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How to Sell for More

(A continuation of How to Sell a House)

By - 2006

We start this look at how to sell for more with a strategy that generally only works if you own your home free-and-clear. The second page covers other strategies that are suitable for almost any sale.

Of course using a good real estate agent (see Chapter 4) and cleaning your home up can help you get a higher price. Making cost-effective improvements (see Chapter 5) can add thousands to your pocket too. That isn't all you can do to get a higher price, though. Here are a few more possibilities.

Seller Financing

An example of seller financing: Years ago I bought a rental property, and nine months later sold it for 15% more, without fixing or improving a thing (home prices had only gone up 3% in that time). The easy terms are what sold it. I took $1000 down, and I still get a payment every month, with 9% interest.

You may not be able to offer any financing help. If you have a mortgage for most of the value of the home, and it has a due-on-sale clause in any case, there is little you can do. On the other hand, if you own your home free-and-clear, or have a low and/or assumable mortgage balance, you might be able to help the buyer. Why should you?

The primary reason you may want to offer financing help to the buyer, is that you can sell for more. As you can see from the example above, buyers pay for easy terms. This can mean a low down payment or low payments or just a chance to buy when they can't get a bank loan. It all means more money for you, if you do it safely, and there are more advantages beyond a higher price.

It is a chance to get a decent return on your money. The 9% I'm getting is nice, but the true return was much higher, since I also sold the property for 15% more than I paid, and I get 9% on the entire balance. In other words, you not only get a higher price and higher interest, but you also get that interest on money you wouldn't have had if you sold at a lower price.

You can also sell your home faster this way. Anytime you expand the potential market for a property, you increase the odds of selling it fast. Selling with easy terms definitely invites more buyers to look at your home.

It is a way to more easily sell difficult properties. If you have a home that is difficult to finance conventionally, offering seller financing may be the only way get it sold at a fair price. There aren't many buyers out there with enough cash to buy your home outright.

Safety Tips

By helping a buyer with financing you can sell for more, get a good return on your money, have a faster sale and sell a home that is otherwise difficult to sell. These are all good reasons to consider this strategy, but how do you do it safely? Here are some guidelines and possibilities.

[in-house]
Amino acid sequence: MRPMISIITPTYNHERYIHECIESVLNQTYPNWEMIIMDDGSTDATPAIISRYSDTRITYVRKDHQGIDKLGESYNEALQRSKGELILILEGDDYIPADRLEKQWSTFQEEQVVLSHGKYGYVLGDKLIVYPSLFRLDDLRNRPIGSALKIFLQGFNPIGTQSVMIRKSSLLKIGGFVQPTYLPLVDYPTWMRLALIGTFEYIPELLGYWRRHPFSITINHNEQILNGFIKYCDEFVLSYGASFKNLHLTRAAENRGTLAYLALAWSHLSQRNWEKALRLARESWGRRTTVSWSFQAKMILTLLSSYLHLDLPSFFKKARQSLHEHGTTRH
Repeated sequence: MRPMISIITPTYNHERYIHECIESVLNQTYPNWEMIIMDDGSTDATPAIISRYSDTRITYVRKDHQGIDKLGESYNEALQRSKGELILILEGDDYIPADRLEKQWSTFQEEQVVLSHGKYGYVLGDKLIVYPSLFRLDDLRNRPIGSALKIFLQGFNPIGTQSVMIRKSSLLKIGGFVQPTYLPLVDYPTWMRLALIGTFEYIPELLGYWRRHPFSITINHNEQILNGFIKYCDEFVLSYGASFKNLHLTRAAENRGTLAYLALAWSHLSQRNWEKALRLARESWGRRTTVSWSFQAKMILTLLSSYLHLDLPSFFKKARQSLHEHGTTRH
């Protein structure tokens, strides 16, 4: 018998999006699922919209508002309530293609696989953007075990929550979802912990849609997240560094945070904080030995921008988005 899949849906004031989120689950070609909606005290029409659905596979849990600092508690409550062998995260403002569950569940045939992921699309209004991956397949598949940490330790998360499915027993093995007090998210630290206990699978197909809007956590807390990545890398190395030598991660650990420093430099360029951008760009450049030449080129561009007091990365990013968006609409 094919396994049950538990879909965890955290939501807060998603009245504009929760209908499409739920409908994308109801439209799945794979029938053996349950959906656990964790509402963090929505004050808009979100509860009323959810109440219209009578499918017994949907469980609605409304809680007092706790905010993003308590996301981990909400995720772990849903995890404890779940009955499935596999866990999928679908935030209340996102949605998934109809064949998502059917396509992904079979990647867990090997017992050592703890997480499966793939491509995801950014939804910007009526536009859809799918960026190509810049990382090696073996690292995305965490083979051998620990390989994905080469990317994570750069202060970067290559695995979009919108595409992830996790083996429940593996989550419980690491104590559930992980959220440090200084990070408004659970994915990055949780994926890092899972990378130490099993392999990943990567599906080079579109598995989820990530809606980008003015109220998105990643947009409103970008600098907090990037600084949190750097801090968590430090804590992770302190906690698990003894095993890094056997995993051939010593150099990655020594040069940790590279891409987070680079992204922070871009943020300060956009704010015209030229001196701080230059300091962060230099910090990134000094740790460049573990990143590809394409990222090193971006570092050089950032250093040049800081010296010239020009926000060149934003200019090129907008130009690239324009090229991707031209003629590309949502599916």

1. Get a large down payment. This is the most obvious way to be safe. If you have 15% or 20% down, and the buyer defaults, you can afford to pay a lawyer to help you foreclose on the home and get it back. Even after his fees and a quick sale, you shouldn't lose a penny.

Of course, the buyer may not have a large down payment. In fact, this may be one of the primary reasons he is looking for seller financing. If you want to get that higher sales price and risk a small down payment, look for other ways to make the deal safe for you.

2. Get other security. Suppose a buyer wants to buy your home with a small down payment, and you like the return you'll get on the balance owed? You might make the transaction safer for you by taking a mortgage on other property the buyer owns. Does he have a cabin, second home, or piece of land? If the buyer is worried about "tying up" his other property for too long, agree to release the other mortgages when the loan balance is paid down to a certain level.

3. Check the buyer's credit. Have her pay for and bring you a credit report. Bad credit may sometimes be okay, but the type of bad credit is important. Unpaid hospital bills she is disputing are not as relevant as unpaid loans. Several previous problem-free loans and lines of credit are a good signs.

4. Trust your instincts if they are reliable. If you are usually right about people, give some weight to your judgment of their character. I'd trust a man who felt morally obliged to pay his debts over a playboy that happens to have decent income at the moment. Still take other precautions too, of course.

5. Consider the whole picture. Suppose a bank will loan 90%, and is okay with you taking back a $5,000 second mortgage, allowing the buyer to get in with what cash he has. If you're getting $6,000 more than you expected to by accommodating the buyer's needs, where's the loss? You're okay if he never pays the $5,000, right?

6. Talk to a lawyer. Different types of contracts are handled in different courts, and this can be important. For example, maybe in your area it takes two years to foreclose on a mortgage, but only six months to foreclose on a "contract for sale." Knowing these things can help you sell in the safest way.

Now we continue with suggestions for how to sell for more - ones that almost any seller can use.

The book continues here: Higher Price - Several ways to accomplish this.

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Houses Under Fifty Thousand | How to Sell for More